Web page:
programming languages. This talk will share some of the ideas that
inspired the design of Sharemind 3.

Slides of the talk: [pdf]

*Abstract:*
Set membership and range proofs are cryptographic building blocks.
Both of these building blocks are Zero-Knowledge proofs. The goal of
these proofs is to convince some verifier on the veracity of a
statement without revealing any more information besides the validity
of the statement. For the case of set membership, the statement is
linked to a secret value that a prover has chosen in a public set. His
objective is to prove that his secret is indeed in the public set
without revealing any more information besides its membership to the
set. Range proofs are particular cases of set membership, where the
public set is an integer interval.

Set membership and range proofs have several applications. Some of the most important ones are related to the ITU's Child Online Protection (COP) Initiative. Indeed, range proofs (when considering age intervals) can bring a solution to protect children on internet by two means. First, range proofs can be used to forbid children to access adult contents. Secondly, range proofs can protect children from adult predators, by keeping them away from youth's platform such as forums and social networking services.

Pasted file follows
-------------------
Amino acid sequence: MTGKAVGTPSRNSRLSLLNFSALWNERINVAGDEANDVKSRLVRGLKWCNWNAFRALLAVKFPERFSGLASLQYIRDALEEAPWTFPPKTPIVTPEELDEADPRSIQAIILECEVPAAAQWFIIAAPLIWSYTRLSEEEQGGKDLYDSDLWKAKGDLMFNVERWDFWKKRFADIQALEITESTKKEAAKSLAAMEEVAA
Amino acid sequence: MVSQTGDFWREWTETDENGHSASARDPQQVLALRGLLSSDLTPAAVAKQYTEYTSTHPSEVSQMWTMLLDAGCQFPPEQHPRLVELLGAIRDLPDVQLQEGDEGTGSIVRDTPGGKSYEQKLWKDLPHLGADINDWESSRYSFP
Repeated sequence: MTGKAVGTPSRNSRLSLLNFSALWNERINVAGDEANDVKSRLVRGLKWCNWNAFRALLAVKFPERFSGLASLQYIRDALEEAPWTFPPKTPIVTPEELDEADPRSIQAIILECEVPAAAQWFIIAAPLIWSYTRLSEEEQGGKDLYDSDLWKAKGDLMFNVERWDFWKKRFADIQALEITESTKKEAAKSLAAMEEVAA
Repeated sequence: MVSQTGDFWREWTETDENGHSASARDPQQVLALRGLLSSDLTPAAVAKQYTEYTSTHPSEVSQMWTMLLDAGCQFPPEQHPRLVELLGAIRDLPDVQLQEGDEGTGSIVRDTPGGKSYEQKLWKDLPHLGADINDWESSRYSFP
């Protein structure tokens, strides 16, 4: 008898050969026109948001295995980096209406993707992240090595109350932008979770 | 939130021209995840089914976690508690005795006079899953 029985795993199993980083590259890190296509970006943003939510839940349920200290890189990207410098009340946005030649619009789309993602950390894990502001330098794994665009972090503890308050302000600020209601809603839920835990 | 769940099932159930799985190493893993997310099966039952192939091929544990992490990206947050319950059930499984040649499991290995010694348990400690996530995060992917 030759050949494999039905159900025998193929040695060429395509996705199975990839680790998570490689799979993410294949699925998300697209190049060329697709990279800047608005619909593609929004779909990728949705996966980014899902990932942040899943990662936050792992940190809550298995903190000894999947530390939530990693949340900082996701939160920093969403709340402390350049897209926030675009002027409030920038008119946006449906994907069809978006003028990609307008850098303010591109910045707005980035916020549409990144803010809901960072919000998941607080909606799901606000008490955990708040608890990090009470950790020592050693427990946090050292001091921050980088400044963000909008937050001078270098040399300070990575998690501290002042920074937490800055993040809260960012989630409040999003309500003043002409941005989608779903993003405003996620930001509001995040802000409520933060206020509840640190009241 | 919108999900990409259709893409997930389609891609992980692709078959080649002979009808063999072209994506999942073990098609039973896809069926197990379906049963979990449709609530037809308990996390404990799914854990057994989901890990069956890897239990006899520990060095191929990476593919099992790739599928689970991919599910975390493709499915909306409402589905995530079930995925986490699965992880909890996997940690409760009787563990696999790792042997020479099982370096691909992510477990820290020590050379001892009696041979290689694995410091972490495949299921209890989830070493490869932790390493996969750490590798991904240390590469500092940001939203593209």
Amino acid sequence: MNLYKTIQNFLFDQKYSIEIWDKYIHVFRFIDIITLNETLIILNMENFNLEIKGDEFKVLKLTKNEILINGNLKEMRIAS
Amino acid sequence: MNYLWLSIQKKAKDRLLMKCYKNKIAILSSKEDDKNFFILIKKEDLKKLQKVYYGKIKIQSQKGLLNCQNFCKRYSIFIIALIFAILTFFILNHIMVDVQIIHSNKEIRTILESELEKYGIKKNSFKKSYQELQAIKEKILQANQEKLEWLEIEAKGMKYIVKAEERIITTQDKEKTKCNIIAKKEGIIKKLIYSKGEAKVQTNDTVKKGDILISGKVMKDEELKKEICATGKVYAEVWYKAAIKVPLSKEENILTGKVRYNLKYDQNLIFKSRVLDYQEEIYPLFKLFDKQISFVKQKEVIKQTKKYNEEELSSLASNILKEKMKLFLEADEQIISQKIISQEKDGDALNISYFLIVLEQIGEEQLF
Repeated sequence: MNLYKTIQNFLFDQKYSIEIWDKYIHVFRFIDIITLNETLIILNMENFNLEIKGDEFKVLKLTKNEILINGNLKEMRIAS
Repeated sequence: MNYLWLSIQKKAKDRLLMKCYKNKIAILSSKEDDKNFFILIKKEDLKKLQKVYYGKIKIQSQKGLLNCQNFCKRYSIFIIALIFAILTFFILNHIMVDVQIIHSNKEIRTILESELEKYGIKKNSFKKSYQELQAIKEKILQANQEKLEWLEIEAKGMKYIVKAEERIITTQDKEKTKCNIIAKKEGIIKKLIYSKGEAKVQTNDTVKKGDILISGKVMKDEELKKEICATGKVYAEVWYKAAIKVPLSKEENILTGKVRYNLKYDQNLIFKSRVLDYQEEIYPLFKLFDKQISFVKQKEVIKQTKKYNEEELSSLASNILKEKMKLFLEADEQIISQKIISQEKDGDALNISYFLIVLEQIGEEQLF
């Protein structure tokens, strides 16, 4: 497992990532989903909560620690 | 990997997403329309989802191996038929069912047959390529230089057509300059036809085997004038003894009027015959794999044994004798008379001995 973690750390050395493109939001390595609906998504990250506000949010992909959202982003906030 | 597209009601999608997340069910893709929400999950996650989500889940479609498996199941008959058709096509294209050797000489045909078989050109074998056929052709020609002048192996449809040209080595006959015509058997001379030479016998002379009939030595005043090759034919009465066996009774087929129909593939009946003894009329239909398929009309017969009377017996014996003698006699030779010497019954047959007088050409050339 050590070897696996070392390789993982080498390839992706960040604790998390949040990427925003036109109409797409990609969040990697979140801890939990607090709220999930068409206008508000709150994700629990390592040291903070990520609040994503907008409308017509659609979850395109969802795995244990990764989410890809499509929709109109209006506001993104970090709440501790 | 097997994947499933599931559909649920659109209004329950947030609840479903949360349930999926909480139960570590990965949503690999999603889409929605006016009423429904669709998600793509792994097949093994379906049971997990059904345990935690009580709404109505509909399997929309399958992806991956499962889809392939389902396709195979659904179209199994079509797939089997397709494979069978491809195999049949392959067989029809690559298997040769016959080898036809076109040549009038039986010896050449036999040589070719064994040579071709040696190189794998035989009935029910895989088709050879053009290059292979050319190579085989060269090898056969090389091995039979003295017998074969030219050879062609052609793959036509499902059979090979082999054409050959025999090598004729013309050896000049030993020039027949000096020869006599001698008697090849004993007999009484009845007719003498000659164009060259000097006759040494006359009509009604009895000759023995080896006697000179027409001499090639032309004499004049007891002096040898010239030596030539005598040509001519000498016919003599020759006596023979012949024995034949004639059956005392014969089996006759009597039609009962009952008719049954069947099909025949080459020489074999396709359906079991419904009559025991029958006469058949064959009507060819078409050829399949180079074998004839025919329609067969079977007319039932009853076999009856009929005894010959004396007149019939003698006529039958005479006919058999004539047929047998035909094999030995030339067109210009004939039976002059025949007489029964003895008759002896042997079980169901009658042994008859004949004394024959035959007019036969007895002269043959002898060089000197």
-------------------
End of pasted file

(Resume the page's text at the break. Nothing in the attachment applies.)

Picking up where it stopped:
*Abstract:*
I will describe the relative monad structure of the untyped/typed
lambda-terms which captures the notion of parallel substitution.
Interestingly, the algebras for these monads are models
(evaluators/interpreters/semantics) of the lambda-terms. I will
explain the machinery of relative monads and their algebras, and go
through the implementations of the lambda-term examples in the
programming language Agda.

*Abstract:*
Parsing is a fundamental component of many software pieces. The
ultimate goal of our project is to implement a parser generator for
context-free languages, which, given a context-free grammar, should be
able to provide a parser together with an independently checkable
certificate of its correctness.